A look at births to Vashon families tells a similar story. According to records kept by Seattle-King County Public Health, the birth rate has not changed dramatically over time. But the actual number of births has dropped in recent years. While the decline is not large, in a population the size of Vashon, a modest decrease can be noticeable. In 2000 and 2001, for example, there were 81 births each year. By 2009, that number had fallen to 65.
But it’s not only preschools that are affected by the shrinking demographic. Other programs as well as the public schools are also experiencing a shift.
At Vashon Kids, the before and after school program at Chautauqua, numbers are down, according to Dalinda Vivero, the program’s long-time manager. Eight years ago, she said, there were three staff people in the afternoon and 32 kids. Now, the staff has been cut back to two people and there are 18 kids. Last summer, the program had about 20 percent fewer kids than in earlier years. Numbers are up a bit in the morning, she said, but not enough to outweigh the decrease in the afternoon.
“We’re barely surviving,” she said.
The program’s financial challenges stem from lower numbers and the end of its involvement with the YMCA, which provided the program with important funding. Now Vashon Kids is a program of Vashon Youth & Family Services, and she and others are looking for new funding sources. The need for the program is apparent, she said: Last year, the program handed out $36,000 worth of scholarships; this year it has given out $40,000 worth.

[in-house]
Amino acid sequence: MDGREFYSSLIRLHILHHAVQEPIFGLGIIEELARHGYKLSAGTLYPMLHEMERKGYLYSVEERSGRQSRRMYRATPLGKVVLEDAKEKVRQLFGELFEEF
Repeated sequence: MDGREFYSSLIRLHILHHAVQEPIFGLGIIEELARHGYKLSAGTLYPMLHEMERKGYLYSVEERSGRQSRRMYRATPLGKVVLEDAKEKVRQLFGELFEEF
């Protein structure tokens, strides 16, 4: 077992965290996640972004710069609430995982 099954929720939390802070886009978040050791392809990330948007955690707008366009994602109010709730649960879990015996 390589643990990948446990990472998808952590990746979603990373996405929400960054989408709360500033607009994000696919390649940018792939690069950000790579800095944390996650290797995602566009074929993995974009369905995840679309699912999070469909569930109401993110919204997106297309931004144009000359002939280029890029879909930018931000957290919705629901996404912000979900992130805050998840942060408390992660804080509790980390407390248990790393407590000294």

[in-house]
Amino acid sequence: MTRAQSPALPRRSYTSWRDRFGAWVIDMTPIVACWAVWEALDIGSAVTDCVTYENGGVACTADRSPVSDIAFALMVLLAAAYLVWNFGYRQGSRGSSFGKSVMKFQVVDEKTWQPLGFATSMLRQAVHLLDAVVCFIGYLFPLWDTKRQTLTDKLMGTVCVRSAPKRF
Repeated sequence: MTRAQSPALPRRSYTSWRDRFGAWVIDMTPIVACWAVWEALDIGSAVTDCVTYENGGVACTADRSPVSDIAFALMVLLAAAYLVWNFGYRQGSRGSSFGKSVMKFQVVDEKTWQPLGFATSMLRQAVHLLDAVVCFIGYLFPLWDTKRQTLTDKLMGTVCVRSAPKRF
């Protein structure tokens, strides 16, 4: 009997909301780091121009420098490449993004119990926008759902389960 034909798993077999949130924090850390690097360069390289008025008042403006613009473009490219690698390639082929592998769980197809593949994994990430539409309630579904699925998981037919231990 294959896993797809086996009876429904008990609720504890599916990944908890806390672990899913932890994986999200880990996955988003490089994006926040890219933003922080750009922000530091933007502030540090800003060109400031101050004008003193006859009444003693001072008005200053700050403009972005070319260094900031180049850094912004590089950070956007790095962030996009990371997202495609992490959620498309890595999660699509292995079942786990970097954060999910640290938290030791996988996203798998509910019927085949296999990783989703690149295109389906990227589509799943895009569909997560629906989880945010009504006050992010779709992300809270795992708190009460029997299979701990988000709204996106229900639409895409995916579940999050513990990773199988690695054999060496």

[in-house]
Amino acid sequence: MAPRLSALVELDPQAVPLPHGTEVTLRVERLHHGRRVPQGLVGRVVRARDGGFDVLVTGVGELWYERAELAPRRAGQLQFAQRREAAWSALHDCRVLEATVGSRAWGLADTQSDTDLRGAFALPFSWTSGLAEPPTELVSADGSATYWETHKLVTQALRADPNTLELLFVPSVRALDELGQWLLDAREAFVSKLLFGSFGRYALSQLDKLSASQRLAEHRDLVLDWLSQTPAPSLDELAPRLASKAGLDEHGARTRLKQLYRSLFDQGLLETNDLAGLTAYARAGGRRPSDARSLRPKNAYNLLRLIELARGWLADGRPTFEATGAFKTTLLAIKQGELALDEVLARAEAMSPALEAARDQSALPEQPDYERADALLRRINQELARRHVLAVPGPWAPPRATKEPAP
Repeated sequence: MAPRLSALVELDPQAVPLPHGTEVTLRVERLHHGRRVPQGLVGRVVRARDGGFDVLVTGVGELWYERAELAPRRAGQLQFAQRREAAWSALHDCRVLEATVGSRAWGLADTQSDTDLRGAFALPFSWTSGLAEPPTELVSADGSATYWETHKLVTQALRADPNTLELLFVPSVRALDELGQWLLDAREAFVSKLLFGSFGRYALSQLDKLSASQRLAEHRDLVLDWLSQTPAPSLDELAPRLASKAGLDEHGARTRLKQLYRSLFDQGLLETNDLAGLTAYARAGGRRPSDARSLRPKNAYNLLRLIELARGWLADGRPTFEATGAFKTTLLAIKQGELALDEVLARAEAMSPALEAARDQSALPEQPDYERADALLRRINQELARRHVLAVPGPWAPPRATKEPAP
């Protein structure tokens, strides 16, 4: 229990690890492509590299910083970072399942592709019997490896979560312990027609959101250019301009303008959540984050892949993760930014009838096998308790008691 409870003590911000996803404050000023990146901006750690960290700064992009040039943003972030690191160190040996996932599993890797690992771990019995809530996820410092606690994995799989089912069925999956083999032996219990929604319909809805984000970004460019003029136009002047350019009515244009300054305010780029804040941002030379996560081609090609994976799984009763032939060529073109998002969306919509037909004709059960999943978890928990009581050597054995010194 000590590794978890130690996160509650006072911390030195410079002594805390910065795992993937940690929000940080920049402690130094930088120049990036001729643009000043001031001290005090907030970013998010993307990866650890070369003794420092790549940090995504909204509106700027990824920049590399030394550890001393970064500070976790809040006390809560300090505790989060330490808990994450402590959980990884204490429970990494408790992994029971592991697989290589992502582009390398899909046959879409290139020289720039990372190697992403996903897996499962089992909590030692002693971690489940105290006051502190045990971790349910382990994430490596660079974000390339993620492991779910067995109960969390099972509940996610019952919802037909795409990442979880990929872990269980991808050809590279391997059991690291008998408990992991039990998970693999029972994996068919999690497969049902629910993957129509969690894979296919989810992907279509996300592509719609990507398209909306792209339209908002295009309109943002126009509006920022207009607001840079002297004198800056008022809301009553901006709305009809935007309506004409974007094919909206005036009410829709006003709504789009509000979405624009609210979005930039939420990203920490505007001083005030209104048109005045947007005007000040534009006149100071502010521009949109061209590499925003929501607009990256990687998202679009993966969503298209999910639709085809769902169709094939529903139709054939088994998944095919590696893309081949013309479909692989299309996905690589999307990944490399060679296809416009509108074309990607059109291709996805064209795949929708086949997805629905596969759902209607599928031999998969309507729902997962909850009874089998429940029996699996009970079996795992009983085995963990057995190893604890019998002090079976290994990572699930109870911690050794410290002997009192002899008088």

It’s a similar story at Chautauqua Elementary School, where Principal Jody Metzger — like her counterparts at McMurray and Vashon High School — is actively recruiting off-Island students to bolster the school’s ranks. This year, 15 children commute to the elementary school from off-Island, she said, including four kindergartners.
Excluding preschool students, there are 502 students at Chautauqua now, compared to 615 students in 2004 and 588 students in 2005.
What’s more, the larger classes are the older classes, Metzger noted, with 100 fifth-graders compared to 75 kindergartners and 86 first graders. This year there are only two classes of second grade; typically there have been three.
Metzger said she believes the school’s declining enrollment is connected to the poor economy and the high cost of living on Vashon. To weather this difficult time, she said, the district will need to be responsive to the community and reach out to others so that it can continue offering all that it wants to for a high-quality education.
“That takes money, and that takes enrollment,” she said.
VYFS sees an ongoing growth in its early childhood programs
While many programs that cater to preschool children are seeing a decline in numbers, Vashon Youth & Family Services, which has several offerings for young families, is seeing an upsurge in people participating in its early childhood services.
“We’re busy,” said Ken Maaz, VYFS executive director. “There’s a lot going on.”
The agency’s programs include play groups, support groups for parents of babies and toddlers, parenting workshops and one-on-one parent coaching.
It makes sense that the numbers at VYFS might go up when preschools go down, Maaz said, because the many parents with limited funds could attend the playgroups and reap their benefits and those of other programs for a modest amount of money.
VYFS delivers Welcome Baby baskets to all families on the Island with newborns, and Maaz said they have noticed a decrease in those in the last year or so. He attributes the Island’s decrease in the numbers of babies and young children to the high cost of living here and the time and expense of the ferry commute.
“We lose a lot of our young adults,” he said. “It is not easy to come back.”